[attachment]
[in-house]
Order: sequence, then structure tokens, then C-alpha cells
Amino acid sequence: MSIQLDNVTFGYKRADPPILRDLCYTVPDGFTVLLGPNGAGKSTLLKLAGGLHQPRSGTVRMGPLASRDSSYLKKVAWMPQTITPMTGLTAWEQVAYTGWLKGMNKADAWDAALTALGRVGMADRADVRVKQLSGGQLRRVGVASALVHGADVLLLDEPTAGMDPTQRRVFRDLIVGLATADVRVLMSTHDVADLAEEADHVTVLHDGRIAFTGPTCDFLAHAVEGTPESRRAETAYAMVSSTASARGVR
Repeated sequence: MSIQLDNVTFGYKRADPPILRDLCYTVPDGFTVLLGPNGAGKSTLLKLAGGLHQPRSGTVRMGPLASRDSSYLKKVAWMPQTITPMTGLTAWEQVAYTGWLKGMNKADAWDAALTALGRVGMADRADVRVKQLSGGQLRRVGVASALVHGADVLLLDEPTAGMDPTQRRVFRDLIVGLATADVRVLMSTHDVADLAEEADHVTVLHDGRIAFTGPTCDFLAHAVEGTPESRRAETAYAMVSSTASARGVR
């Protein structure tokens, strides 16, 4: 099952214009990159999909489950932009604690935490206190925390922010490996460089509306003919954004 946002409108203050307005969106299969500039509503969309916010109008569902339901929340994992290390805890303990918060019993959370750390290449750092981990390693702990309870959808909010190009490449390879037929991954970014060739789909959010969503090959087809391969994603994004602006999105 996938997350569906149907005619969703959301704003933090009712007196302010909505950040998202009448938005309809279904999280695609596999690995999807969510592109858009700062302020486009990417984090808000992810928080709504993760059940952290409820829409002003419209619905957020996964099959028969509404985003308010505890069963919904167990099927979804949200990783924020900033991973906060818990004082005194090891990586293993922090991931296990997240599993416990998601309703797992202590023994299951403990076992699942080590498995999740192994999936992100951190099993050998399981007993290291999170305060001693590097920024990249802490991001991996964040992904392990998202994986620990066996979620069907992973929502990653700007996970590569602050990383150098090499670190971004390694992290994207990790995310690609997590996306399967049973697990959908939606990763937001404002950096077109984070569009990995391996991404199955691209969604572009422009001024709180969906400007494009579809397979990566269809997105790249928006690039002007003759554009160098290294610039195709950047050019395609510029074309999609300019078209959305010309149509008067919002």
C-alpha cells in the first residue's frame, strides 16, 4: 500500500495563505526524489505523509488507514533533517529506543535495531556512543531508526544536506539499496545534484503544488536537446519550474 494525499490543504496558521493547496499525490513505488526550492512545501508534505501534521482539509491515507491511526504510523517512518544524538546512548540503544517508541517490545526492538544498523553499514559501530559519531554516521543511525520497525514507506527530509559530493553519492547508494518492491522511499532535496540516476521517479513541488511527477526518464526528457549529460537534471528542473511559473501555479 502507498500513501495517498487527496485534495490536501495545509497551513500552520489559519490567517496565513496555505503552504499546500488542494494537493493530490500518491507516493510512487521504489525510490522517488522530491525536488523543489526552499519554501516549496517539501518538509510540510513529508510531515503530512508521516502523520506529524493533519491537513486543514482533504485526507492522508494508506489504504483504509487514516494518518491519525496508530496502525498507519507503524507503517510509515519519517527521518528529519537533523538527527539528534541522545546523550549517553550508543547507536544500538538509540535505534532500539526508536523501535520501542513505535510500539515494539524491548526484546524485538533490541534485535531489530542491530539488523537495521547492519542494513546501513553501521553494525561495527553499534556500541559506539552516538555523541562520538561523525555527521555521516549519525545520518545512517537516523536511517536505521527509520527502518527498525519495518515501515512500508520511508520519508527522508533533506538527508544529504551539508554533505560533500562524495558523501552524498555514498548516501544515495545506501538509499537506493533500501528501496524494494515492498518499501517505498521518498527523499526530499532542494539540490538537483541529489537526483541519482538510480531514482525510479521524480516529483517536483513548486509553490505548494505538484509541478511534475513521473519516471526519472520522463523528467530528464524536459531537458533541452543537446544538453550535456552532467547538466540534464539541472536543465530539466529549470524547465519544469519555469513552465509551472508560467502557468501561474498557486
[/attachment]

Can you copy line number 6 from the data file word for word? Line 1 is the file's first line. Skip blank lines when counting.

C-alpha cells in the first residue's frame, strides 16, 4: 500500500495563505526524489505523509488507514533533517529506543535495531556512543531508526544536506539499496545534484503544488536537446519550474 494525499490543504496558521493547496499525490513505488526550492512545501508534505501534521482539509491515507491511526504510523517512518544524538546512548540503544517508541517490545526492538544498523553499514559501530559519531554516521543511525520497525514507506527530509559530493553519492547508494518492491522511499532535496540516476521517479513541488511527477526518464526528457549529460537534471528542473511559473501555479 502507498500513501495517498487527496485534495490536501495545509497551513500552520489559519490567517496565513496555505503552504499546500488542494494537493493530490500518491507516493510512487521504489525510490522517488522530491525536488523543489526552499519554501516549496517539501518538509510540510513529508510531515503530512508521516502523520506529524493533519491537513486543514482533504485526507492522508494508506489504504483504509487514516494518518491519525496508530496502525498507519507503524507503517510509515519519517527521518528529519537533523538527527539528534541522545546523550549517553550508543547507536544500538538509540535505534532500539526508536523501535520501542513505535510500539515494539524491548526484546524485538533490541534485535531489530542491530539488523537495521547492519542494513546501513553501521553494525561495527553499534556500541559506539552516538555523541562520538561523525555527521555521516549519525545520518545512517537516523536511517536505521527509520527502518527498525519495518515501515512500508520511508520519508527522508533533506538527508544529504551539508554533505560533500562524495558523501552524498555514498548516501544515495545506501538509499537506493533500501528501496524494494515492498518499501517505498521518498527523499526530499532542494539540490538537483541529489537526483541519482538510480531514482525510479521524480516529483517536483513548486509553490505548494505538484509541478511534475513521473519516471526519472520522463523528467530528464524536459531537458533541452543537446544538453550535456552532467547538466540534464539541472536543465530539466529549470524547465519544469519555469513552465509551472508560467502557468501561474498557486